MillerKnoll, Inc. (NASDAQ:MLKN) shareholders should be happy to see the share price up 27% in the last month. But over the last three years we've seen a quite serious decline. Indeed, the share price is down a tragic 52% in the last three years. So it's good to see it climbing back up. After all, could be that the fall was overdone.
Now let's have a look at the company's fundamentals, and see if the long term shareholder return has matched the performance of the underlying business.
Check out our latest analysis for MillerKnoll
In his essay The Superinvestors of Graham-and-Doddsville Warren Buffett described how share prices do not always rationally reflect the value of a business. One way to examine how market sentiment has changed over time is to look at the interaction between a company's share price and its earnings per share (EPS).
During the three years that the share price fell, MillerKnoll's earnings per share (EPS) dropped by 35% each year. This fall in the EPS is worse than the 22% compound annual share price fall. This suggests that the market retains some optimism around long term earnings stability, despite past EPS declines.
The image below shows how EPS has tracked over time (if you click on the image you can see greater detail).
It's good to see that there was some significant insider buying in the last three months. That's a positive. That said, we think earnings and revenue growth trends are even more important factors to consider. Before buying or selling a stock, we always recommend a close examination of historic growth trends, available here..
What About Dividends?
As well as measuring the share price return, investors should also consider the total shareholder return (TSR). The TSR incorporates the value of any spin-offs or discounted capital raisings, along with any dividends, based on the assumption that the dividends are reinvested. Arguably, the TSR gives a more comprehensive picture of the return generated by a stock. As it happens, MillerKnoll's TSR for the last 3 years was -50%, which exceeds the share price return mentioned earlier. And there's no prize for guessing that the dividend payments largely explain the divergence!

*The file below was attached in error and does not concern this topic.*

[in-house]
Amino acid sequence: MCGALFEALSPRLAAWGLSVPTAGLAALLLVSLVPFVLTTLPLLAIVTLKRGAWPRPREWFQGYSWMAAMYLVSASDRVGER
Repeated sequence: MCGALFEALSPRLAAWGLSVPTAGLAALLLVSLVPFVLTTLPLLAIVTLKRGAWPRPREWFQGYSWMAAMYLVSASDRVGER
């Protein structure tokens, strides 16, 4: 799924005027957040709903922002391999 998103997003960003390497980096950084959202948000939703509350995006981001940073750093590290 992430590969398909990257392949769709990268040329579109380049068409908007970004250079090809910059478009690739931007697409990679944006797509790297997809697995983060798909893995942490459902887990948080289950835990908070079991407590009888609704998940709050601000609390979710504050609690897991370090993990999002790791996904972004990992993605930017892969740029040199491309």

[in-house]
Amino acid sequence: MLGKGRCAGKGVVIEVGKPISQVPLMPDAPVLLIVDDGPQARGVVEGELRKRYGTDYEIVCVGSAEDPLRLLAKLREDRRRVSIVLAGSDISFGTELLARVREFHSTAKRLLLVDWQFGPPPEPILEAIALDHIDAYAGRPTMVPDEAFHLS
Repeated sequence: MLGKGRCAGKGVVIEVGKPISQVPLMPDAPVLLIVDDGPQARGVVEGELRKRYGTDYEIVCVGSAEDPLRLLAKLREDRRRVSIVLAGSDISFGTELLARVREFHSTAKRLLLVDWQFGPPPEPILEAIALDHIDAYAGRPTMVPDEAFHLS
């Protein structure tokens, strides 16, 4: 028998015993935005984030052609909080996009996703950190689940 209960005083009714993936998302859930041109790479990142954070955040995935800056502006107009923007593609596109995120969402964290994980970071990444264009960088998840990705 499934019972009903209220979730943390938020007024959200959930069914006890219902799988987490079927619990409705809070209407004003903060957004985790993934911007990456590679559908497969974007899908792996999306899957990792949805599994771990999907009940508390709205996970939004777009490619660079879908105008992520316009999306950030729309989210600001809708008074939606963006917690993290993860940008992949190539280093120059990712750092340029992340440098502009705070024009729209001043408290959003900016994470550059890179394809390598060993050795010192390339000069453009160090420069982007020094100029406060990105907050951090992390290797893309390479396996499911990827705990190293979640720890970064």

A Different Perspective
While the broader market lost about 19% in the twelve months, MillerKnoll shareholders did even worse, losing 43% (even including dividends). Having said that, it's inevitable that some stocks will be oversold in a falling market. The key is to keep your eyes on the fundamental developments. Regrettably, last year's performance caps off a bad run, with the shareholders facing a total loss of 5% per year over five years. Generally speaking long term share price weakness can be a bad sign, though contrarian investors might want to research the stock in hope of a turnaround. While it is well worth considering the different impacts that market conditions can have on the share price, there are other factors that are even more important. Take risks, for example - MillerKnoll has 3 warning signs (and 2 which shouldn't be ignored) we think you should know about.
There are plenty of other companies that have insiders buying up shares. You probably do not want to miss this free list of growing companies that insiders are buying.
Please note, the market returns quoted in this article reflect the market weighted average returns of stocks that currently trade on US exchanges.
Have feedback on this article? Concerned about the content? Get in touch with us directly. Alternatively, email editorial-team (at) simplywallst.com.
This article by Simply Wall St is general in nature. We provide commentary based on historical data and analyst forecasts only using an unbiased methodology and our articles are not intended to be financial advice. It does not constitute a recommendation to buy or sell any stock, and does not take account of your objectives, or your financial situation. We aim to bring you long-term focused analysis driven by fundamental data. Note that our analysis may not factor in the latest price-sensitive company announcements or qualitative material. Simply Wall St has no position in any stocks mentioned.
Join A Paid User Research Session
You'll receive a US$30 Amazon Gift card for 1 hour of your time while helping us build better investing tools for the individual investors like yourself. Sign up here